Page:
By Saul Landau
Carlos III market
HAVANA – The Cuban government has recently announced new government rules that make private business easier just as lots of mostly Canadian and European tourists (more than 2.1 million in 2012), and hundreds of thousands of Cuban Americans carrying cash and commodities visiting family arrived on the island. These factors have helped sustain Cuba’s economy and transformed the street atmosphere in Centro Havana, for example, where neighbors sell to other neighbors and talk or dream about setting up their own establishments. They can do that legally now in sharp contrast to the past when laws made [I]cuenta propismo[/I] (private entrepreneurship) illegal.
In the late 1980s, Cuba opened to large-scale foreign tourism, an industry that grew rapidly, and the State soon recognized the paucity of decent restaurants available to foreign visitors or the few Cubans with convertible currency who could choose to eat out. Then, poof – the government allowed “los paladares,” private, small eateries to emerge. Rules initially limited the size of the restaurant, covered labor relations, and placed sizable tax burdens on the owners. Nevertheless, some “paladares” offered enough succulence on their menus to make names for themselves among tourists and those Cubans with spending money. Now, eateries of quality compete in several Havana neighborhoods. In 2012, [I]pregoneros[/I] (commercial town criers) selling food from hand-pushed wagons announce their wares on the street. These new entrepreneurs buy directly from farmers, with whom restaurants also contract as they do with fishermen and other suppliers.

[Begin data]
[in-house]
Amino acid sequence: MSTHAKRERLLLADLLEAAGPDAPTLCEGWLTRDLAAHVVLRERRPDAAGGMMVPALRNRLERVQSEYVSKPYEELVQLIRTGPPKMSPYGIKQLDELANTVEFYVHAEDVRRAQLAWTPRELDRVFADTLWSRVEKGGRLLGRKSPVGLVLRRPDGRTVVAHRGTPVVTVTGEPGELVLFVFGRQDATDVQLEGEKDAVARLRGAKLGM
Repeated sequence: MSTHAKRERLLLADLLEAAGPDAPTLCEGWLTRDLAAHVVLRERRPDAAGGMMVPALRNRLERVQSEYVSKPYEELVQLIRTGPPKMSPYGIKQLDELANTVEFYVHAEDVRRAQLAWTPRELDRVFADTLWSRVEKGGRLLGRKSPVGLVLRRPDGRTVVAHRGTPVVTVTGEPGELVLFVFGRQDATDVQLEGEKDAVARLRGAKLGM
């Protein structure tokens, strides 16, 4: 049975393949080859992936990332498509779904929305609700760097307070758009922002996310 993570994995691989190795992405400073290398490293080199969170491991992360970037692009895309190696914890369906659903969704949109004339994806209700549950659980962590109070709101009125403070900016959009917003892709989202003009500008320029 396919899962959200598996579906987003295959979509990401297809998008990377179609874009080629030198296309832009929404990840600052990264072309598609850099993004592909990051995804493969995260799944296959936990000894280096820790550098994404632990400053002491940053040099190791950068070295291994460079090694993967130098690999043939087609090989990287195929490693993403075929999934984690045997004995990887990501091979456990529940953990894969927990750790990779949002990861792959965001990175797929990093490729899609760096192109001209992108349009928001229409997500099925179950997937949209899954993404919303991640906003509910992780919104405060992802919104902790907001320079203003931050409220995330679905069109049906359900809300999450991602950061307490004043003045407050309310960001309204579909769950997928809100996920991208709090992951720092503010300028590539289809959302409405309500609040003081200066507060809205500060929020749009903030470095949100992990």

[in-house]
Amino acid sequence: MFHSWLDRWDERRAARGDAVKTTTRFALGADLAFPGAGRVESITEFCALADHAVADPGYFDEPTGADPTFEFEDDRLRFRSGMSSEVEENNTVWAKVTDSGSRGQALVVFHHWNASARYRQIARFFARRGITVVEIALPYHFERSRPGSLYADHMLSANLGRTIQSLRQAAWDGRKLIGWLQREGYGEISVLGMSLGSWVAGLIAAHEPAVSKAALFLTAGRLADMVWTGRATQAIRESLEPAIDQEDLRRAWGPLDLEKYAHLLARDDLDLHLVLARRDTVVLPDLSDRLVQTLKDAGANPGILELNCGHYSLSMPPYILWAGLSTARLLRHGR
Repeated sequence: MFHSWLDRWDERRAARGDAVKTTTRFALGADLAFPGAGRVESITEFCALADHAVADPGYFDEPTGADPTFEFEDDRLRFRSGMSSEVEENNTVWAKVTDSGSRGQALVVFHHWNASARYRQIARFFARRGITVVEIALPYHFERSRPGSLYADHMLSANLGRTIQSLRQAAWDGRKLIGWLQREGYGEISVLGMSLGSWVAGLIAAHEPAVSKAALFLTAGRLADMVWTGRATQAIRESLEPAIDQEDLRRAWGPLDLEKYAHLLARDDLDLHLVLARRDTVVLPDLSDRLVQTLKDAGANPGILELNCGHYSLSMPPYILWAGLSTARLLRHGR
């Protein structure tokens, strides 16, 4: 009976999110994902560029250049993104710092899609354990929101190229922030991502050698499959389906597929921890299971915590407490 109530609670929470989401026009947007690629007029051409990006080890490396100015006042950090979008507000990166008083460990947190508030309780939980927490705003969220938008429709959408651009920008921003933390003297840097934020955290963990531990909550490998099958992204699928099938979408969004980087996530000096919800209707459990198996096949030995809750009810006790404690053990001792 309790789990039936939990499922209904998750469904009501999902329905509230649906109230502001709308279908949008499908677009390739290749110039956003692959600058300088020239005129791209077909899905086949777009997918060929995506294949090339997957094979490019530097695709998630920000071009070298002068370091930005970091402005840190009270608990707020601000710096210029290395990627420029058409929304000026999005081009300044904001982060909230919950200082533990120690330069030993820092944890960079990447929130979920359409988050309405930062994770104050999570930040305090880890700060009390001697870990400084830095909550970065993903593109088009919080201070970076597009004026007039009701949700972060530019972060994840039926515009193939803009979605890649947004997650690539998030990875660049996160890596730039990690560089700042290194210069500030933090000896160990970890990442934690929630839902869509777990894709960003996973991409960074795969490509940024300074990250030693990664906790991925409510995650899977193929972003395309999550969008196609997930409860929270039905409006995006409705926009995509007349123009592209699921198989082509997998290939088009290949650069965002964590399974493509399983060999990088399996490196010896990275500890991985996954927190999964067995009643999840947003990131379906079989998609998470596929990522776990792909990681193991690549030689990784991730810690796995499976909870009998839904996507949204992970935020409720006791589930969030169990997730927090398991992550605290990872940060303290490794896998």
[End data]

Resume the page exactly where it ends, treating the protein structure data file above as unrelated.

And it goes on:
Small business, not yet really easy to do because of still existing rules and laws in Cuba, has, nevertheless, become an established form of earning a living. One can own an establishment or work for an owner. For the State, this means a way to unload idle workers from its payroll.
Shoemakers, tailors, barbers and hair dressers have retaken possession of their professions from the state, and small stores abound, supplied by relatives (partners) from Miami or from suppliers who have found ways to bring in material from Panama and other foreign sources. Some material for sale has been stolen from the State. But some former state enterprises have become cooperatives that compete on the market for business.
As a result of this spawning, cockroach capitalism, Cuban consumers find easier access to services and goods the State had previously monopolized under its label of socialism or state scarcity as contrarian wits labeled it.
When Centro Havana residents go to the immense Carlos III market to buy groceries, they pass dozens of fruit and vegetable venders with street carts, little shops with small appliance and items like auto parts, plumbing supplies and new tires previously scarce or unavailable on the island.
Some neighbors crowed proudly about these “reforms,” while insisting that socialism had to stay (free education and medical care as well as rights to housing, cheap food, and other state subsidized benefits), and these new steps had made socialism better, more consumer-friendly. We have now, said one male resident, “a more sensitive socialism.”